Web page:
The Secret Life of Crowds: Gender, Sexuality, and the Masses
Princeton University | Department of Comparative Literature | April 5-7, 2018
Keynote speaker: Professor Klaus Theweleit

Critical discourses about gender and sexuality frequently find their starting point in the body of an individual. This individual body performatively constitutes its gender, experiences desire for other (individual) bodies, undergoes biopolitical administration, and operates as the proverbial battleground for a range of political struggles. Yet the collective body—the body of political assembly, of masses and crowds—is an equally generative basis for the analysis of gendered and sexual processes. Congealing in physical and conceptual spaces alike, crowds and masses invoke, rehearse, and destabilize the terrain of gender and sexuality.

The fourth annual conference of the Princeton Department of Comparative Literature will grapple with this fraught but productive entanglement. How can we think of gender and sexuality operating not on (or between) individual bodies but on bodies gathered in space, legible in moments of collective excitation and assembly? How do crowds and masses rely on gendered imaginaries, social practices, or divisions of labor? How does the form of the crowd, broadly conceived, put pressure on the categories and processes of gender and sexuality—or on our ability to analyze and describe them—and vice versa?

Moreover, how are gender and sexuality shaped or affected by the discourses, structures, or cultural practices that form alongside crowds and masses? After all, just as masses themselves are conditioned and disrupted by gender and sexuality, so, too, are the technologies, institutions, and symbolic regimes that analyze, represent, and contain those masses. The image of the crowd, for instance—raucous, frenzied, ecstatic, by turns genderless and indelibly gendered—occupies a central place in the imaginaries of democracy and popular sovereignty, in visions of revolutionary upheaval, and in fascist dreams of rapturous, obedient throngs. The gendering and sexualization of crowds likewise manifests in anxieties of ruling elites, ranging from paranoid obsession and prurient fascination with impoverished urban masses to racist fearmongering about rape, contamination, and disease. Institutions and systems built up around real or potential masses—policing and incarceration; public health and epidemiology; immigration policy and border control; mass communication and social media; urban infrastructure and public space—are mediated in innumerable ways by the forces and fissures of gender and sexuality.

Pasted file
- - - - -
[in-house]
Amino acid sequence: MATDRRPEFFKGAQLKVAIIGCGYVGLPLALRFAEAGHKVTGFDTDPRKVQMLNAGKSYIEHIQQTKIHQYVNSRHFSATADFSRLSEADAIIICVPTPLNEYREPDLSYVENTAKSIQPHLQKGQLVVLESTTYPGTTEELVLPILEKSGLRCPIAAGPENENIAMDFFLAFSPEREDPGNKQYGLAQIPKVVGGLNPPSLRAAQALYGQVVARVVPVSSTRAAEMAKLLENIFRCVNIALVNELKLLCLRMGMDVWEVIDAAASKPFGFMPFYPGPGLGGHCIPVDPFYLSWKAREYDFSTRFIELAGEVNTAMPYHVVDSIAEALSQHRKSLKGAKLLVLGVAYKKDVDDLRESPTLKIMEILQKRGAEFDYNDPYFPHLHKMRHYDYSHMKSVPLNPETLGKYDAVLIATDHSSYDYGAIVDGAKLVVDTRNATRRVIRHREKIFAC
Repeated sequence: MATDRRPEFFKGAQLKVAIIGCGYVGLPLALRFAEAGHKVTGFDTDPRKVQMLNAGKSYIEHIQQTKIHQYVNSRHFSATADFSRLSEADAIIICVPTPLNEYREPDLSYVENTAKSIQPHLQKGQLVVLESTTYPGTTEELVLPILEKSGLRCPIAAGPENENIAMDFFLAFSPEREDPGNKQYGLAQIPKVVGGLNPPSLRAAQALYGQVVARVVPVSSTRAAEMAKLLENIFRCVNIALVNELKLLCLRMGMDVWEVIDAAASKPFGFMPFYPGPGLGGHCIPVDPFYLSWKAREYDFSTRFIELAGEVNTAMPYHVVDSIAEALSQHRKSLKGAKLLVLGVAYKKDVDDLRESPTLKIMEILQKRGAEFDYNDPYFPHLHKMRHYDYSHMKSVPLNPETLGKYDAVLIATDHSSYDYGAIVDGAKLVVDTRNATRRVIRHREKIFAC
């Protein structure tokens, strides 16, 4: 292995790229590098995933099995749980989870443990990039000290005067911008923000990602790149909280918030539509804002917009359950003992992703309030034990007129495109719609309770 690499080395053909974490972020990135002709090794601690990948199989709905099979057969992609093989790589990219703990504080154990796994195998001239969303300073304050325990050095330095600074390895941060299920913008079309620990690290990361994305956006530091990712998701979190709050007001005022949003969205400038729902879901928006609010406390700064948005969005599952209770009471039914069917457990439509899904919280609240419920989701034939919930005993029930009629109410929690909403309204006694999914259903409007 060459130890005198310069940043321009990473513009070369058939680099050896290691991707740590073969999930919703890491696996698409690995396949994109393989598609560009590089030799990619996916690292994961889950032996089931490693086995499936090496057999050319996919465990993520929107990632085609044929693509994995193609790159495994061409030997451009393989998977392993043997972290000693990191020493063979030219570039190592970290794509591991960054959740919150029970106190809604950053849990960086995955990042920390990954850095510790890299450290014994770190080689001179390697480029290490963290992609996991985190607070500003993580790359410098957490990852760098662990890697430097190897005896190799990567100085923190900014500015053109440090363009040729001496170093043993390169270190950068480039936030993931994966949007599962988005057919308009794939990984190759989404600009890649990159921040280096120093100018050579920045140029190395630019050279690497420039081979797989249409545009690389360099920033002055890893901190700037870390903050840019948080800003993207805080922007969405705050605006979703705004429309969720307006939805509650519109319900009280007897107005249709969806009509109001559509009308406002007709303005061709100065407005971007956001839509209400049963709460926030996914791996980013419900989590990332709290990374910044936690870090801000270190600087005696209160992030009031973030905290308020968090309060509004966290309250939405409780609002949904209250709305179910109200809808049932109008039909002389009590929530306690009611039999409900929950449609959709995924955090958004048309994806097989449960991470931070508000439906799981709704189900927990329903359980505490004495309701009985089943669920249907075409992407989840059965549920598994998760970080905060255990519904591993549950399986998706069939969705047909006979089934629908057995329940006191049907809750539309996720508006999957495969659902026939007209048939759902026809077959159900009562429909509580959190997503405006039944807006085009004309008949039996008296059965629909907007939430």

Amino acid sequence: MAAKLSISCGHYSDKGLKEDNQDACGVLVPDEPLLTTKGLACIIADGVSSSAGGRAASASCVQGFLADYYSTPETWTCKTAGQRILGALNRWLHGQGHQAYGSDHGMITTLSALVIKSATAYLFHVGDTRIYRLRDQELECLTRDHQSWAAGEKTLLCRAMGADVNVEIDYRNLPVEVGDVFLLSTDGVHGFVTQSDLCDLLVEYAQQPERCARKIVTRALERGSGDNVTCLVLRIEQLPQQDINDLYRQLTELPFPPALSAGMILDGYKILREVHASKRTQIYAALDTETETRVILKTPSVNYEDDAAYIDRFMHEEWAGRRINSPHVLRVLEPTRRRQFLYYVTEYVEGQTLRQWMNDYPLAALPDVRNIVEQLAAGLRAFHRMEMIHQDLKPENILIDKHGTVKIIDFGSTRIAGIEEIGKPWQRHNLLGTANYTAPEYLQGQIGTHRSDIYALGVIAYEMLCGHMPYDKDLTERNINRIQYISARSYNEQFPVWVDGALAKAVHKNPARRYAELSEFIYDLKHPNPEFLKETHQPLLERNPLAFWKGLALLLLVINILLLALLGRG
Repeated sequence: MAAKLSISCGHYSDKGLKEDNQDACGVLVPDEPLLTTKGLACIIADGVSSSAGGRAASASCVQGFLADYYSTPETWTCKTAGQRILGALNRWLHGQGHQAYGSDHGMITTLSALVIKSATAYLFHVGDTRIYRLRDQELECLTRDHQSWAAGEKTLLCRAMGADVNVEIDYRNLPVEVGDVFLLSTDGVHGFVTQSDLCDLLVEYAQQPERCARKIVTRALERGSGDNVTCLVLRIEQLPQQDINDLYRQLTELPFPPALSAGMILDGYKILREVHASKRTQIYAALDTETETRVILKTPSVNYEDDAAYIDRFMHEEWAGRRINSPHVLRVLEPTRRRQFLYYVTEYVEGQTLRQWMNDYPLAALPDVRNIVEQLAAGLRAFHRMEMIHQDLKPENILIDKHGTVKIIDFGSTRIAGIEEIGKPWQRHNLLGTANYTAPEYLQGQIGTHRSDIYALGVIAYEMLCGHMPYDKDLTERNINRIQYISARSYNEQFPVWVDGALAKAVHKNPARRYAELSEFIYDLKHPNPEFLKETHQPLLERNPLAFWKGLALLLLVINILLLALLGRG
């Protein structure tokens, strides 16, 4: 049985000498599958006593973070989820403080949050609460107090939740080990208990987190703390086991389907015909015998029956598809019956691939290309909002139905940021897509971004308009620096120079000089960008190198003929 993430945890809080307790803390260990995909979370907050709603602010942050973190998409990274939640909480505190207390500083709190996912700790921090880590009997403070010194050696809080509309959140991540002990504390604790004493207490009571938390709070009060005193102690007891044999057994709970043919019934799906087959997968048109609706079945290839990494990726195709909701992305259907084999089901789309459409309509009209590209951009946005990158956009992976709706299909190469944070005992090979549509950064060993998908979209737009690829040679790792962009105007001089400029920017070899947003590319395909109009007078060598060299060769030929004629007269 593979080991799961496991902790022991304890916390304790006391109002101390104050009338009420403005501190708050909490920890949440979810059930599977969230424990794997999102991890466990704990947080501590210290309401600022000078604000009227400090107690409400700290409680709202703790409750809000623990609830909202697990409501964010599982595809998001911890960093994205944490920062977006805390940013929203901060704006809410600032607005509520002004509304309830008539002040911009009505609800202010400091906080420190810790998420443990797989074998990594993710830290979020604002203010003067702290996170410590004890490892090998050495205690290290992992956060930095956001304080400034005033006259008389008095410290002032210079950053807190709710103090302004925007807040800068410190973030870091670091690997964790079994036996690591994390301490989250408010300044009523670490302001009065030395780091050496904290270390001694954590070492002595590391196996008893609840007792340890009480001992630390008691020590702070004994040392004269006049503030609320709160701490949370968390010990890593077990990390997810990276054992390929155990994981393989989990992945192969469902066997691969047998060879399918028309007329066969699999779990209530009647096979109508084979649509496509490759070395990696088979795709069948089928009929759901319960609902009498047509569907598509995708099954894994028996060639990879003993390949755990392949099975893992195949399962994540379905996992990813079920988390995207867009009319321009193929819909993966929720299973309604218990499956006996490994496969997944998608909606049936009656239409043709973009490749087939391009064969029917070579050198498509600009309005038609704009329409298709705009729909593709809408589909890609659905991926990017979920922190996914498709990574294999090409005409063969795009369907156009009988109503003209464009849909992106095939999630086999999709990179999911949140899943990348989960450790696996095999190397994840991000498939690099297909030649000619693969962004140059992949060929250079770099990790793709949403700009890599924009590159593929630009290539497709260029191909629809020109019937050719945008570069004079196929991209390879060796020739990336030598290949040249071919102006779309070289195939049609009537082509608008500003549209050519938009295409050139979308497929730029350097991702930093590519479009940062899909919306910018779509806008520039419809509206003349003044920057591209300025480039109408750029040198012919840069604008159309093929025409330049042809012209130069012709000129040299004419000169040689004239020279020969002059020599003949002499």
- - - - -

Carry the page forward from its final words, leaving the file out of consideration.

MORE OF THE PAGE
We welcome explorations of these topics from across the humanities and social sciences, making no limitation on modes of reflection or objects of study­. The following is a list of possible areas of inquiry:

  • Gender and sexuality in mass mobilization and social movements
  • Social reproduction and the gendered division of labor
  • Gendered domination on mass scales: immigration, war, sexual violence, reproduction, etc.
  • Collective effervescence: from the dance floor to the public square
  • Gender, mass media, and public spheres
  • Sexual and gender politics of online communities
  • Ecstasy, de-individuation, and aesthetic experience
  • Queer collectives, assemblages, and erotics
  • Gender and sexuality in urban aesthetics and politics
  • Crowds as spectators: the collective erotics of film and performance
  • Sexual and gender politics of fascism and ethnonationalism
  • Crowd psychology and political psychoanalysis
  • Immunity, contamination, homeostasis: biopolitics and 'political physiology'
  • Gender and sexuality in smaller collectives—groups, clubs, picnics, and other mesoscalar happenings

Conference format: Papers will be pre-circulated to allow for shorter presentations with more extensive discussion and constructive feedback. On the last day, there will be a roundtable featuring a selection of moderators, participants, and invited speakers.

Submission details: We welcome proposals from graduate students, recent PhDs, and independent scholars. Abstracts (max. 300 words) should be sent with a separate cover sheet featuring the applicant’s name, affiliation, and email address to [email protected] by February 12, 2018.